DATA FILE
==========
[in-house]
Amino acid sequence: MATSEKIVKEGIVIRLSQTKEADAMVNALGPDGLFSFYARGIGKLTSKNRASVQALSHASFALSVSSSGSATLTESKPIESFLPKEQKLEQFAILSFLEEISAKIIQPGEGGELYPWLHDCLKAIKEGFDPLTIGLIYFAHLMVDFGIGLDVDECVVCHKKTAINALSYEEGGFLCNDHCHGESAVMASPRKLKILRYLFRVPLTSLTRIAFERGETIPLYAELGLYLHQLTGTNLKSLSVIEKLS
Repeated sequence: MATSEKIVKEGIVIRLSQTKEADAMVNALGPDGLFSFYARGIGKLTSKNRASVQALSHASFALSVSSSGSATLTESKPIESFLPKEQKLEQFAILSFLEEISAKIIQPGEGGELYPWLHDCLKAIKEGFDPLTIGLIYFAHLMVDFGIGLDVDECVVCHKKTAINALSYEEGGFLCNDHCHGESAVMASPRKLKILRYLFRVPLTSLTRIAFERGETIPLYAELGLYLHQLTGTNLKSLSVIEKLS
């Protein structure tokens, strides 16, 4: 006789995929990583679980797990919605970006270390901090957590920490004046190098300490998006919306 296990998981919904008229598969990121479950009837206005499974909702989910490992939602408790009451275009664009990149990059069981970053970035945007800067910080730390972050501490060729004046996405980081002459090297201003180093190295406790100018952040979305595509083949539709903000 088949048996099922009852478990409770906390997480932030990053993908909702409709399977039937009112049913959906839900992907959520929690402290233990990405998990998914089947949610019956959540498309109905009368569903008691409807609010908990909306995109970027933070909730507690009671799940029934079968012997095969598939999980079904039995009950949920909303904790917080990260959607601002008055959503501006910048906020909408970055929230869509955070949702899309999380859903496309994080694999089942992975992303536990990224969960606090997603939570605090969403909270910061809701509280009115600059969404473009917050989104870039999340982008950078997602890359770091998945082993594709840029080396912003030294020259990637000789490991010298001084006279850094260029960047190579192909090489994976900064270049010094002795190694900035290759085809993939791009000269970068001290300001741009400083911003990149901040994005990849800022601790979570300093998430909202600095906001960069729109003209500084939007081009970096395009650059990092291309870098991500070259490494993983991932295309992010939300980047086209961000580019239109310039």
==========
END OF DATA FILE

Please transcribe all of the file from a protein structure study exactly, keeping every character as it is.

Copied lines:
[in-house]
Amino acid sequence: MATSEKIVKEGIVIRLSQTKEADAMVNALGPDGLFSFYARGIGKLTSKNRASVQALSHASFALSVSSSGSATLTESKPIESFLPKEQKLEQFAILSFLEEISAKIIQPGEGGELYPWLHDCLKAIKEGFDPLTIGLIYFAHLMVDFGIGLDVDECVVCHKKTAINALSYEEGGFLCNDHCHGESAVMASPRKLKILRYLFRVPLTSLTRIAFERGETIPLYAELGLYLHQLTGTNLKSLSVIEKLS
Repeated sequence: MATSEKIVKEGIVIRLSQTKEADAMVNALGPDGLFSFYARGIGKLTSKNRASVQALSHASFALSVSSSGSATLTESKPIESFLPKEQKLEQFAILSFLEEISAKIIQPGEGGELYPWLHDCLKAIKEGFDPLTIGLIYFAHLMVDFGIGLDVDECVVCHKKTAINALSYEEGGFLCNDHCHGESAVMASPRKLKILRYLFRVPLTSLTRIAFERGETIPLYAELGLYLHQLTGTNLKSLSVIEKLS
């Protein structure tokens, strides 16, 4: 006789995929990583679980797990919605970006270390901090957590920490004046190098300490998006919306 296990998981919904008229598969990121479950009837206005499974909702989910490992939602408790009451275009664009990149990059069981970053970035945007800067910080730390972050501490060729004046996405980081002459090297201003180093190295406790100018952040979305595509083949539709903000 088949048996099922009852478990409770906390997480932030990053993908909702409709399977039937009112049913959906839900992907959520929690402290233990990405998990998914089947949610019956959540498309109905009368569903008691409807609010908990909306995109970027933070909730507690009671799940029934079968012997095969598939999980079904039995009950949920909303904790917080990260959607601002008055959503501006910048906020909408970055929230869509955070949702899309999380859903496309994080694999089942992975992303536990990224969960606090997603939570605090969403909270910061809701509280009115600059969404473009917050989104870039999340982008950078997602890359770091998945082993594709840029080396912003030294020259990637000789490991010298001084006279850094260029960047190579192909090489994976900064270049010094002795190694900035290759085809993939791009000269970068001290300001741009400083911003990149901040994005990849800022601790979570300093998430909202600095906001960069729109003209500084939007081009970096395009650059990092291309870098991500070259490494993983991932295309992010939300980047086209961000580019239109310039």